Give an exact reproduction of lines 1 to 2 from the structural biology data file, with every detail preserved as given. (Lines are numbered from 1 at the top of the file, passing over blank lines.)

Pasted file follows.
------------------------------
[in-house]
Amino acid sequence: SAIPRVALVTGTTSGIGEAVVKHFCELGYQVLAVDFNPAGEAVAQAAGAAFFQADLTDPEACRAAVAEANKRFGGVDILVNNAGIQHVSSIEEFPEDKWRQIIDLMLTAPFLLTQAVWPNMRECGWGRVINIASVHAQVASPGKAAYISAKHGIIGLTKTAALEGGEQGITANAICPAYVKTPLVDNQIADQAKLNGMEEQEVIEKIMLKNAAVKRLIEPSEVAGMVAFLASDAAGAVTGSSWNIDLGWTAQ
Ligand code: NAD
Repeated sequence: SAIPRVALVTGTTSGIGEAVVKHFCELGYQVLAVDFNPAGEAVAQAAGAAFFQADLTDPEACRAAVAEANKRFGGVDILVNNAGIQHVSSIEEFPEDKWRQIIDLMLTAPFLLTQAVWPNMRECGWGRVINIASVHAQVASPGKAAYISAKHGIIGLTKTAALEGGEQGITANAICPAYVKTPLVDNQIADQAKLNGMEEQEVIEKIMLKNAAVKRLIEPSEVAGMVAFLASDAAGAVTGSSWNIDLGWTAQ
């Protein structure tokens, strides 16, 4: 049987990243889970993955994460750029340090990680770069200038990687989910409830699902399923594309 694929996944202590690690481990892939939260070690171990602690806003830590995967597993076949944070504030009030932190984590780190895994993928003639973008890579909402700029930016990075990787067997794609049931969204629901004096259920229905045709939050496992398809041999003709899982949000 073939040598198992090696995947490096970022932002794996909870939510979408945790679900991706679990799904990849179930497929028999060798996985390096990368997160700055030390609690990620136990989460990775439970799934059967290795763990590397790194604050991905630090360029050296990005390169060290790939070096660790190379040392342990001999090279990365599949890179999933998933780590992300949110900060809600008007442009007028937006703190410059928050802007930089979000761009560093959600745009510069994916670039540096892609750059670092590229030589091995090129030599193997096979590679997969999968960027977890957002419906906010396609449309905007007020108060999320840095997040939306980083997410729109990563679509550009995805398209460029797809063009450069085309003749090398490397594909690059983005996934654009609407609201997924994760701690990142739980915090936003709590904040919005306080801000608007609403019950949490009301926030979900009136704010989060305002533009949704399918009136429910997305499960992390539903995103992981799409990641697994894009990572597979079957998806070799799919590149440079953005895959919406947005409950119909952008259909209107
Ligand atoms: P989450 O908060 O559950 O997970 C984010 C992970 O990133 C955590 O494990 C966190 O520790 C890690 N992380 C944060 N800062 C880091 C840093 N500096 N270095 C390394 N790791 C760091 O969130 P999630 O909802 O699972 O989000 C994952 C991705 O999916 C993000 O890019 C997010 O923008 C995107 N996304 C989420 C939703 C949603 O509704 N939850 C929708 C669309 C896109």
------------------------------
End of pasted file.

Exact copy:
[in-house]
Amino acid sequence: SAIPRVALVTGTTSGIGEAVVKHFCELGYQVLAVDFNPAGEAVAQAAGAAFFQADLTDPEACRAAVAEANKRFGGVDILVNNAGIQHVSSIEEFPEDKWRQIIDLMLTAPFLLTQAVWPNMRECGWGRVINIASVHAQVASPGKAAYISAKHGIIGLTKTAALEGGEQGITANAICPAYVKTPLVDNQIADQAKLNGMEEQEVIEKIMLKNAAVKRLIEPSEVAGMVAFLASDAAGAVTGSSWNIDLGWTAQ